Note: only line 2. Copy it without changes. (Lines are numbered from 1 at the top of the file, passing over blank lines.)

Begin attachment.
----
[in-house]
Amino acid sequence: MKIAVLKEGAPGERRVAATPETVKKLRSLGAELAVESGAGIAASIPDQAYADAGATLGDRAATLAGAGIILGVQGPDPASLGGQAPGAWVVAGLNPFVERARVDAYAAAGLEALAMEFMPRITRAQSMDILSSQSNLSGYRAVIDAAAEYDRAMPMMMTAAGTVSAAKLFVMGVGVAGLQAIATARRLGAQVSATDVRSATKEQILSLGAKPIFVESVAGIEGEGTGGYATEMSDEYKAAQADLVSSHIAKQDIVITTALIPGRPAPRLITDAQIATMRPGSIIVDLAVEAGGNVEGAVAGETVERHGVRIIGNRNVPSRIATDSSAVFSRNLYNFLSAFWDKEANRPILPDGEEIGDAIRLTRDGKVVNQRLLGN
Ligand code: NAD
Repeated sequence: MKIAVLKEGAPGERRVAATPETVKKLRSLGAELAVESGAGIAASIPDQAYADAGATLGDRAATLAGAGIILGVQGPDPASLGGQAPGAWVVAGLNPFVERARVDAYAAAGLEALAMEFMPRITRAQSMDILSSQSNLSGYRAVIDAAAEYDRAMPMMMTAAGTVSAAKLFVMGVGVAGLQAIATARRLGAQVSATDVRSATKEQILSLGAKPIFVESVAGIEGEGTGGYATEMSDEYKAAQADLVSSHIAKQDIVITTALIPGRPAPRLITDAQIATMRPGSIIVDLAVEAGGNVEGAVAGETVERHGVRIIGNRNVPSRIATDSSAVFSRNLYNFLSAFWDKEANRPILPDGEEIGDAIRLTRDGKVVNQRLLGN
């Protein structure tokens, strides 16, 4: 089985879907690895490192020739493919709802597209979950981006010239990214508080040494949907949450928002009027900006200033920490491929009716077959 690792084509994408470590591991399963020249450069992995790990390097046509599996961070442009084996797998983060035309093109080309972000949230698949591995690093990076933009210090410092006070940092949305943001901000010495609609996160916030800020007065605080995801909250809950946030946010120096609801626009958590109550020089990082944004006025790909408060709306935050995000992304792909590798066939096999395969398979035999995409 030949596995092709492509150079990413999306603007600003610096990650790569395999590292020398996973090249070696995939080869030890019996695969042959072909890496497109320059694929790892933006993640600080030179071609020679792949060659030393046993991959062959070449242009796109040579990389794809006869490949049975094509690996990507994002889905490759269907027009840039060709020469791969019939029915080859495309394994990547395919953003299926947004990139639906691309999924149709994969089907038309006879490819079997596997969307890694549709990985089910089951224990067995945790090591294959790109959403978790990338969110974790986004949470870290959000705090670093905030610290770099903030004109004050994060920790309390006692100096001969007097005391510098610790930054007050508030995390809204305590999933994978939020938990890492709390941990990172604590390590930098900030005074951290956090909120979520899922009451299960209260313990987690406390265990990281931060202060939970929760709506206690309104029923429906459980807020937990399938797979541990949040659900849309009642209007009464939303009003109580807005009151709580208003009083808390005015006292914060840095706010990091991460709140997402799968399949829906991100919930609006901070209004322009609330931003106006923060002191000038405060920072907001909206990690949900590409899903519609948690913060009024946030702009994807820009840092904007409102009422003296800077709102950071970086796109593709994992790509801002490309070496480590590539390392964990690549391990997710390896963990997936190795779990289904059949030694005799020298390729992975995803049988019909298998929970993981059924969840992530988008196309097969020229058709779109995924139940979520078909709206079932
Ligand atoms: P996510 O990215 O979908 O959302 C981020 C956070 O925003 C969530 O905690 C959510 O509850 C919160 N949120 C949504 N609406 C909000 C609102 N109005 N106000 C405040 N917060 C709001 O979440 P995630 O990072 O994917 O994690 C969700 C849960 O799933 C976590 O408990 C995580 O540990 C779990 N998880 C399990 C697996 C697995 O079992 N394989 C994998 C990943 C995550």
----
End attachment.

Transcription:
Amino acid sequence: MKIAVLKEGAPGERRVAATPETVKKLRSLGAELAVESGAGIAASIPDQAYADAGATLGDRAATLAGAGIILGVQGPDPASLGGQAPGAWVVAGLNPFVERARVDAYAAAGLEALAMEFMPRITRAQSMDILSSQSNLSGYRAVIDAAAEYDRAMPMMMTAAGTVSAAKLFVMGVGVAGLQAIATARRLGAQVSATDVRSATKEQILSLGAKPIFVESVAGIEGEGTGGYATEMSDEYKAAQADLVSSHIAKQDIVITTALIPGRPAPRLITDAQIATMRPGSIIVDLAVEAGGNVEGAVAGETVERHGVRIIGNRNVPSRIATDSSAVFSRNLYNFLSAFWDKEANRPILPDGEEIGDAIRLTRDGKVVNQRLLGN